While no Article V convention has ever been called, Natelson points out that state legislatures can use their power short of actually calling a convention. Id. at 959. If “state legislatures flex[] their Article V muscles by applying, in a concerted manner, for a convention to propose amendments,” they can force Congress to propose an amendment as the price of not actually triggering the convention call. Id. Thus, “the States forced the United States Senate to agree to the Seventeenth Amendment . . . when thirty-one of the necessary thirty-two [at the time] applied for a convention limited to proposing a direct election amendment.” Id. at 959-60.

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And Now For Something Completely Different

This is not a post about Monty Python (sorry), but a couple of thoughts on the word “amendment.” Over at The Originalism Blog, Professor Michael Ramsey discusses a debate regarding the meaning of the Origination Clause of the Constitution, which provides “All Bills for raising Revenue shall originate in the House of Representatives, but the Senate may propose or concur with Amendments as on other Bills.” A new constitutional challenge to the Affordable Care Act (aka Obamacare) contends that the statute was enacted in violation of this provision because although the bill had a House Bill number, it actually originated in the Senate. As explained in this Volokh Conspiracy post by Professor Randy Barnett, Senate Majority Leader Harry Reid simply took a House bill, struck out all of the text, and replaced it with a Senate-written bill. A new lawsuit now argues that this “strike and replace” procedure does not satisfy the requirements of the Origination Clause.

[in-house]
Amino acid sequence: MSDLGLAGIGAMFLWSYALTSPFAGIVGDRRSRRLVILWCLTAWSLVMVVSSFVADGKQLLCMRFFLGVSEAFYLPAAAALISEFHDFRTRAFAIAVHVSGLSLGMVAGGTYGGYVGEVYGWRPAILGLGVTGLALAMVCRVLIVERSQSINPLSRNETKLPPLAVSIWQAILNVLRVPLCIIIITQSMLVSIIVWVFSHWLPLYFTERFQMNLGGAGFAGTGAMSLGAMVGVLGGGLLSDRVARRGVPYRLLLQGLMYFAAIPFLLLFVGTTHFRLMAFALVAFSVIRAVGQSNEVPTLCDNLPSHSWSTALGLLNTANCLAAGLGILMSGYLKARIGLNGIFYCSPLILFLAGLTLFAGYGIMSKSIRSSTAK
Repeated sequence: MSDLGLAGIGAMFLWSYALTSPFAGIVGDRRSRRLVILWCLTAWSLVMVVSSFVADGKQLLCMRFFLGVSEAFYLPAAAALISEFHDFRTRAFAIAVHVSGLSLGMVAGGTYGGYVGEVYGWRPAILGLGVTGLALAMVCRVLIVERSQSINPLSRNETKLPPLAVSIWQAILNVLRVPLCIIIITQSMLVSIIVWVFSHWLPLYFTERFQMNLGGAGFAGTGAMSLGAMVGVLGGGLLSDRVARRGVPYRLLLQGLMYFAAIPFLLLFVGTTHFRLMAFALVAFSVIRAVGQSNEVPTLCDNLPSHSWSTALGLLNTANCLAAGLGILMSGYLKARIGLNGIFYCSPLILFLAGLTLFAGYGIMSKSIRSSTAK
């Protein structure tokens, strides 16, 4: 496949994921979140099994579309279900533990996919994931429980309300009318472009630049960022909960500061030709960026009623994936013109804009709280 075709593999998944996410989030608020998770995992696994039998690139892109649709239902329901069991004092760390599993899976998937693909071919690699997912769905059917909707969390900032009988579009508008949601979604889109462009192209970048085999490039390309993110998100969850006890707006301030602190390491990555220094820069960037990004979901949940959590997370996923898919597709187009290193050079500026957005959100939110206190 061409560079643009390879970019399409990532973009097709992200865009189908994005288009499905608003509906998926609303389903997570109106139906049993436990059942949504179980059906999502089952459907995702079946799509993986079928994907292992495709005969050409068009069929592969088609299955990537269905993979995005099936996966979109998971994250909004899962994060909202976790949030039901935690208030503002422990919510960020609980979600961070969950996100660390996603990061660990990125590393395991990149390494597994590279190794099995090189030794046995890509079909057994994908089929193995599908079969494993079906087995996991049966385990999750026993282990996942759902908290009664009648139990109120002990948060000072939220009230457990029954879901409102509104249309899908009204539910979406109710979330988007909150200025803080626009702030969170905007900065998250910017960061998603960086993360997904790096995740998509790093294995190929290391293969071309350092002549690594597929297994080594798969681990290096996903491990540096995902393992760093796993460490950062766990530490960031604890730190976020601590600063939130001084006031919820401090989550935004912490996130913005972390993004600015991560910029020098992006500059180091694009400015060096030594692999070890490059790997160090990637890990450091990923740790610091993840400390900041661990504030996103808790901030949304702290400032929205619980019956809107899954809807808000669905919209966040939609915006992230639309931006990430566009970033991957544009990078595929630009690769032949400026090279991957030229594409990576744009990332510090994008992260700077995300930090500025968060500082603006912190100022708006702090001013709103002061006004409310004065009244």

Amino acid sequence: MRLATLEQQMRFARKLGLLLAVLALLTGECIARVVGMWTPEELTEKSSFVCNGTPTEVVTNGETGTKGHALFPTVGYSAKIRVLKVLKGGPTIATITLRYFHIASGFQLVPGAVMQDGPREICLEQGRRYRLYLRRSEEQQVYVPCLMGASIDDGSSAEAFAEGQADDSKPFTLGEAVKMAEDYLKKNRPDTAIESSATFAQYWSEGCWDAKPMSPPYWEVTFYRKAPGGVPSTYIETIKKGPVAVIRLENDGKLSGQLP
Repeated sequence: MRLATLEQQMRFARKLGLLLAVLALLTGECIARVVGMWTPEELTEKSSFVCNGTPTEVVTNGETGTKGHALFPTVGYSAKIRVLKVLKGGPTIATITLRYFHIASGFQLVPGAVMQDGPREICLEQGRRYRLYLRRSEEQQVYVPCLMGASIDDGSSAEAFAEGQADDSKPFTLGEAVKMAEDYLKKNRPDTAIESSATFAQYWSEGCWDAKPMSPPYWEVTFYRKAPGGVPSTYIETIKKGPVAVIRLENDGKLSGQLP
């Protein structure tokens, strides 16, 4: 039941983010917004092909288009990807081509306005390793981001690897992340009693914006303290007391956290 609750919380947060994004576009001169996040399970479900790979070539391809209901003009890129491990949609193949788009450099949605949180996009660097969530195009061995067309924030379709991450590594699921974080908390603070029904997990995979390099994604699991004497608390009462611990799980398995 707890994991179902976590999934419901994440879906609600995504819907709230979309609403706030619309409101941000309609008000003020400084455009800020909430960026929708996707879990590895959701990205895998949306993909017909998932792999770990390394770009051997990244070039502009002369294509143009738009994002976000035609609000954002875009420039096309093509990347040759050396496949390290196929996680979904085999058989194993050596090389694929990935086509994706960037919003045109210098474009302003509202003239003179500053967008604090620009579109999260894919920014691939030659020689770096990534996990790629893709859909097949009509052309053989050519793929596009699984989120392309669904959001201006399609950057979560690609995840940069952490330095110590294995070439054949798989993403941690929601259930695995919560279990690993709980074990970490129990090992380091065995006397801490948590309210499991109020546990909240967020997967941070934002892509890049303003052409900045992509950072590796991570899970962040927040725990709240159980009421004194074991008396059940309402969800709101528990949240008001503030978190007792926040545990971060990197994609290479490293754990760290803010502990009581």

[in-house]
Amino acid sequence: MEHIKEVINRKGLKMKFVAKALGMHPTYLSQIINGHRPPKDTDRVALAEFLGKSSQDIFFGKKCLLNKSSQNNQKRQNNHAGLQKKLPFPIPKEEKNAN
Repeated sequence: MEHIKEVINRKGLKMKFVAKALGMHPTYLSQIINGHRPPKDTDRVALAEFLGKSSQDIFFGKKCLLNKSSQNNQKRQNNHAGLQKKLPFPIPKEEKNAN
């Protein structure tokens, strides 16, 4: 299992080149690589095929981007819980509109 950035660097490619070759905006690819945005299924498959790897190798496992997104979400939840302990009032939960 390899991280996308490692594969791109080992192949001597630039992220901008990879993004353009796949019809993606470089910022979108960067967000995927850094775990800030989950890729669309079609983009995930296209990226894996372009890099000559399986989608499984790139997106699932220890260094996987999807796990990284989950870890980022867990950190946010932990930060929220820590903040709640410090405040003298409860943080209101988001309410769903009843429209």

Professor Jack Balkin points out that using “strike and replace” or a “shell bill” as a means of formally satisfying the requirements of the Origination Clause has been done on a number of occasions in modern history, including the 1986 Tax Reform Act. He acknowledges that the “original expected application” of the Origination Clause probably did not include using the amendment process to substitute a completely different piece of legislation (after all, the Clause would seem to serve little purpose if this is allowed), but argues that it is literally consistent with the requirements of the Clause.